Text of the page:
Sports Nutritionist London healthy breakfasts


Steve Hines Sports Nutritionist London shares his thoughts on healthy breakfasts. Eating breakfast is paramount for football players. A study published in the European Journal of Clinical Nutrition in 2010 demonstrated that of over 4,000 UK secondary school children 32 percent did not eat breakfast and were more likely to be overweight and obese. The content of a healthy breakfast is debatable with the government, mass media and many sporting bodies promoting junk foods as healthy “sports nutrition”. The Nutrition for Football Conference held at FIFA House in Zurich in September 2005 included common breakfast foods such as cereal with milk, flavoured yoghurt and fruit smoothies in its list of nutrient-rich carbohydrate foods.


Sports Nutritionist London healthy breakfasts


The Australian institute of Sport also recommends foods such as crumpets with jam or honey, flavoured milk, baked beans on toast and breakfast cereals as healthy pre training breakfasts and snacks. These foods are indeed carbohydrate rich, however what seems to be completely missed is these foods are high in processed sugar, contain gluten, dairy and other common food intolerances and are generally poor providers of essential fats, protein, fibre, vitamins and minerals.


I make no secret that I think breakfast cereal is junk food (except for a good muesli or gluten free porridge), and I have written extensively about what I think we should eat for breakfast (including what I eat on a daily basis) – meat and nuts. However I do appreciate that moving from corn flakes to steak and cashews can be too big a step to take for some people. So I’m going to share an except with you from my new book “The little book of nutrition tips” and give you seven ideas for breakfast that are certainly a lot better than breakfast cereals.


Sports Nutritionist London healthy breakfasts recipes


1. Standard porridge

• 8 to 10 tablespoons of oats
• 30g of whey protein (optional)
• 200ml of milk or hot water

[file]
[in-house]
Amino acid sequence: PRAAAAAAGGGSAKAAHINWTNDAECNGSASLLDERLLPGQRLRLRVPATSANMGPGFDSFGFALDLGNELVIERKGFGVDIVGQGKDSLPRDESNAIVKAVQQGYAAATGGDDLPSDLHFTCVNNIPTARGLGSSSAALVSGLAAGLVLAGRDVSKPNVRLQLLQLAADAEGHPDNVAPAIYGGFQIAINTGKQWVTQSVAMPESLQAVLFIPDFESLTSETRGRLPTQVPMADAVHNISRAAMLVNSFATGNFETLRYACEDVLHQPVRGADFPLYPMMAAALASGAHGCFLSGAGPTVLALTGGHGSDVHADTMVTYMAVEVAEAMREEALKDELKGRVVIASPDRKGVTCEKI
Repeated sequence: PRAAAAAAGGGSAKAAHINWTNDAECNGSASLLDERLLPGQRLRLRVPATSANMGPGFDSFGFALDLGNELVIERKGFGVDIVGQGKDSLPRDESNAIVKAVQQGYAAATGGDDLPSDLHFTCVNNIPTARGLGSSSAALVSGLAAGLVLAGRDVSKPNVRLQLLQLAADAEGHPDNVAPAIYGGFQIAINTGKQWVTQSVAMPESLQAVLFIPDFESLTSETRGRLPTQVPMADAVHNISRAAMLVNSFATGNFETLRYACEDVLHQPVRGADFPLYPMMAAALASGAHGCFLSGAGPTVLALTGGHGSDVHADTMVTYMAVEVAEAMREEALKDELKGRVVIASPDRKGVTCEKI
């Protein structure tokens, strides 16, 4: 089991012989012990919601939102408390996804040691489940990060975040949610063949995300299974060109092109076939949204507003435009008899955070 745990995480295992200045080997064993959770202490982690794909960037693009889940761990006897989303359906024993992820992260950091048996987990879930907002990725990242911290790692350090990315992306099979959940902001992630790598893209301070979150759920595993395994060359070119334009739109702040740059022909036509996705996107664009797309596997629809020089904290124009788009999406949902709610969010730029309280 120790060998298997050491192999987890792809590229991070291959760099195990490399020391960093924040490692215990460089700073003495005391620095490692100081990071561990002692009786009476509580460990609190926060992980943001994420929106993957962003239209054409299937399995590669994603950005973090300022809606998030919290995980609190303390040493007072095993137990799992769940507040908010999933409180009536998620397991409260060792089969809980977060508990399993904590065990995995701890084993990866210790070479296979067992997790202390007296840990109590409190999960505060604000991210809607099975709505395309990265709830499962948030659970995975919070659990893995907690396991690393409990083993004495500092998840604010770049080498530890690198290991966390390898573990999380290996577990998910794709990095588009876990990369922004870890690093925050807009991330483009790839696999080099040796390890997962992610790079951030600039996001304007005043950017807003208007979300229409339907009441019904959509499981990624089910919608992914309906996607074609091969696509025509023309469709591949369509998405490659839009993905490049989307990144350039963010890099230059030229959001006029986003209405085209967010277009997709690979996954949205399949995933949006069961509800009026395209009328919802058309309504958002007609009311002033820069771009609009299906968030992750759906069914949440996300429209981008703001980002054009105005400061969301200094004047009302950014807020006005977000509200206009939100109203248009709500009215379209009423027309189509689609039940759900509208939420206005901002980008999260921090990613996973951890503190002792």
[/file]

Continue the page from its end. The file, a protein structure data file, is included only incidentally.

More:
• 1 tablespoon of xylitol
• ½ teaspoon of cinnamon
• ½ an apple
• 1-2 tablespoons of ground seed mix (flax, pumpkin and sunflower)


Mix the whey protein with a little cold water and whisk to make a frothy lump free liquid. Add hot water or milk to the oats, xylitol and cinnamon, mix together and bring to the boil. Add the whey protein and simmer for 30 seconds to a minute. Serve with sliced apple and sprinkled ground seeds.


2. Muesli


Search your health food shop for sugar free muesli, especially ones made with quinoa or amaranth. Alternatively try my recipe…


• 4-8 tablespoons of kallo puffed rice
• 2-4 tablespoon of quinoa flakes
• 1-2 tablespoons of raisins
• 1-2 tablespoons of desiccated coconut
• 2-3 tablespoons of mixed crushed nuts (almonds, hazelnuts and Brazil nuts
• 1-2 tablespoon of mixed whole or ground seeds


Simply serve this with some whole organic milk if you are not sensitive to dairy. You could try some goat’s or sheep’s milk or some quinoa or almond milk.


3. Pancakes


• 1 whole egg
• 30g whey protein powder or
• 300ml water or whole milk
• 1 tablespoon of xylitol
• 2 tablespoons of ground flax seeds
• 50-100g gluten free pancake mix (buckwheat or rice flour)
• ½ teaspoon cinnamon and nutmeg


Use milk or mix the whey protein with a little cold water and whisk to make a frothy lump free liquid. Add the gluten free pancake mix and xylitol and whisk together. Beat in an egg and add the cinnamon and nutmeg. Heat a frying pan and add a little butter. Add a ladle full of the pancake mix to the pan and cook for a couple of minutes on each side. Serve with almond nut butter, lemon juice or desiccated coconut.


4. Plain organic yoghurt


Serve a few table spoons of plain organic yoghurt such as Rachel’s organic or Yeo Valley over half a sliced apple or a handful of blueberries or strawberries. Top with a ground mix of flax seeds, cinnamon and xylitol.


5. Avocado on toast


Get your self some whole grain organic gluten free bread and toast it. Mash up half an avocado and serve it on the toast with some sliced tomatoes.


6. Grill up


There is nothing wrong with a good quality grill up once a week or once a fortnight. Seek out good quality organic sausages that are preferably 100% meat (you can buy these in whole foods in Kensington or my favourite – Chadwick’s in Balham) or at least only have rice bran as a filler, cook and serve with organic bacon, steamed mushrooms, grilled tomatoes and poached eggs.


7. Omelette


Eggs are a great source protein and fats, B vitamins and other nutrients such as vitamin A and vitamin D. Simply make a 2 egg omelette with a little bit of olive oil and put some spinach, mushrooms and tomatoes in the middle for a delicious breakfast.


Sports Nutritionist London healthy breakfasts video



Sports Nutritionist London healthy breakfasts

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